4. 1.4. How Do Shells Fit into a Graphical Environment?
        1. 1.4.1. Running Shells on Linux
          1. 1.4.1.1. Running the GNOME Shell Window
          2. 1.4.1.2. Running the KDE Shell Window
          3. 1.4.1.3. Active Select and Paste
        2. 1.4.2. Running Shells on Mac OS X
        3. 1.4.3. Running Shells on Unix Systems
        4. 1.4.4. Running Shells on Windows—Isn't command.com Enough?
          1. 1.4.4.1. Installing Cygwin on Windows
          2. 1.4.4.2. Installing the Korn Shell on Windows
        5. 1.4.5. Running Shells on PDAs and Other Systems
      5. 1.5. Entering Commands
        1. 1.5.1. Determining Which Shell You Are Running
        2. 1.5.2. Command-Line Options
          1. 1.5.2.1. Combining Options
          2. 1.5.2.2. Strange Options
      6. 1.6. Command Editing
        1. 1.6.1. Command Substitution
          1. 1.6.1.1. Repeating Previous Commands
          2. 1.6.1.2. Repeating Parts of Previous Commands
          3. 1.6.1.3. Using the Up and Down Arrows
        2. 1.6.2. Viewing the Command History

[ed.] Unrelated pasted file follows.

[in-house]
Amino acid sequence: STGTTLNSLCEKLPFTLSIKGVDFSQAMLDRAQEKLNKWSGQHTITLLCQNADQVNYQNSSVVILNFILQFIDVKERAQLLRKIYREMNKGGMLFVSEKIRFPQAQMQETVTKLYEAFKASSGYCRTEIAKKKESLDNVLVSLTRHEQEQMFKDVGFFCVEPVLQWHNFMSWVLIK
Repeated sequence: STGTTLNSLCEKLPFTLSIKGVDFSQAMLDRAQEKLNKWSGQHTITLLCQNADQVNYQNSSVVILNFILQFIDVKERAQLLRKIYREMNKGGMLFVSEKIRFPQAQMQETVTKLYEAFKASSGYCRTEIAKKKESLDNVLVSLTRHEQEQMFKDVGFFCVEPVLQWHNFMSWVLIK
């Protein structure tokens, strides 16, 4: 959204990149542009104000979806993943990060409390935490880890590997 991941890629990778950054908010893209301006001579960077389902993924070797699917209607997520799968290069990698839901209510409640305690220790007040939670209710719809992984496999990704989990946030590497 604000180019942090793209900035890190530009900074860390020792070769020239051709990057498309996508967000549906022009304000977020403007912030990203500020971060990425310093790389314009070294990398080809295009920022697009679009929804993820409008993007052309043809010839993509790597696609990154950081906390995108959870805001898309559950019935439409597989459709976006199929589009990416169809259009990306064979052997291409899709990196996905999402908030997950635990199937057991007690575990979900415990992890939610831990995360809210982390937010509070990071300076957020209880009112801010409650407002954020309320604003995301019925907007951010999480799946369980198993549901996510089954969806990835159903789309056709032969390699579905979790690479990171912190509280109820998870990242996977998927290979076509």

3. 1.6.3. Calling Up an Editor
        4. 1.6.4. Using File-Name Completion
      7. 1.7. Working with Wildcards
        1. 1.7.1. The * Wildcard
        2. 1.7.2. The ? Wildcard
      8. 1.8. Running Commands in the Background
      9. 1.9. Summary
    6. 2. Introducing Shell Scripts
      1. 2.1. What Are Shell Scripts?
      2. 2.2. Alternatives to Shells: Other Scripting Languages
        1. 2.2.1. Perl
        2. 2.2.2. Python
        3. 2.2.3. Tcl
        4. 2.2.4. MS-DOS Batch Files
      3. 2.3. Tools to Edit Shell Scripts
        1. 2.3.1. Using Legacy Editors
          1. 2.3.1.1. Delving into emacs
          2. 2.3.1.2. Learning vi Modes
        2. 2.3.2. Moving to Graphical Text Editors
          1. 2.3.2.1. Cross-Platform Editors
          2. 2.3.2.2. Mac OS X Editors